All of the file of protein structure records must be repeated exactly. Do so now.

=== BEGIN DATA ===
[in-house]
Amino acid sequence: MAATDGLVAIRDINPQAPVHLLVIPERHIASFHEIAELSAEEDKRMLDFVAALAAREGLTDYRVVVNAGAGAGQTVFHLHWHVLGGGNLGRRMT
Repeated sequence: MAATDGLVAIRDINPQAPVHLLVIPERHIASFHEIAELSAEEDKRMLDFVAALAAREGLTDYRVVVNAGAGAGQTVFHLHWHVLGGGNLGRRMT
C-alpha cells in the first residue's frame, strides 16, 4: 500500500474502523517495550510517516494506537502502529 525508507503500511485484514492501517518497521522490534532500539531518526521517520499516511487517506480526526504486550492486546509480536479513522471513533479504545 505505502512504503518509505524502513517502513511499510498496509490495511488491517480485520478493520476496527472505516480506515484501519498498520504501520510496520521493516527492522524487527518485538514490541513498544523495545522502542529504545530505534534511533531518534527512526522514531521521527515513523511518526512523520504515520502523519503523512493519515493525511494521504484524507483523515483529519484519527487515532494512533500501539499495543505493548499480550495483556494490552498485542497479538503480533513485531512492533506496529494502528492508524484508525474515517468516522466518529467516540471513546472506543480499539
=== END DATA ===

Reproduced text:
[in-house]
Amino acid sequence: MAATDGLVAIRDINPQAPVHLLVIPERHIASFHEIAELSAEEDKRMLDFVAALAAREGLTDYRVVVNAGAGAGQTVFHLHWHVLGGGNLGRRMT
Repeated sequence: MAATDGLVAIRDINPQAPVHLLVIPERHIASFHEIAELSAEEDKRMLDFVAALAAREGLTDYRVVVNAGAGAGQTVFHLHWHVLGGGNLGRRMT
C-alpha cells in the first residue's frame, strides 16, 4: 500500500474502523517495550510517516494506537502502529 525508507503500511485484514492501517518497521522490534532500539531518526521517520499516511487517506480526526504486550492486546509480536479513522471513533479504545 505505502512504503518509505524502513517502513511499510498496509490495511488491517480485520478493520476496527472505516480506515484501519498498520504501520510496520521493516527492522524487527518485538514490541513498544523495545522502542529504545530505534534511533531518534527512526522514531521521527515513523511518526512523520504515520502523519503523512493519515493525511494521504484524507483523515483529519484519527487515532494512533500501539499495543505493548499480550495483556494490552498485542497479538503480533513485531512492533506496529494502528492508524484508525474515517468516522466518529467516540471513546472506543480499539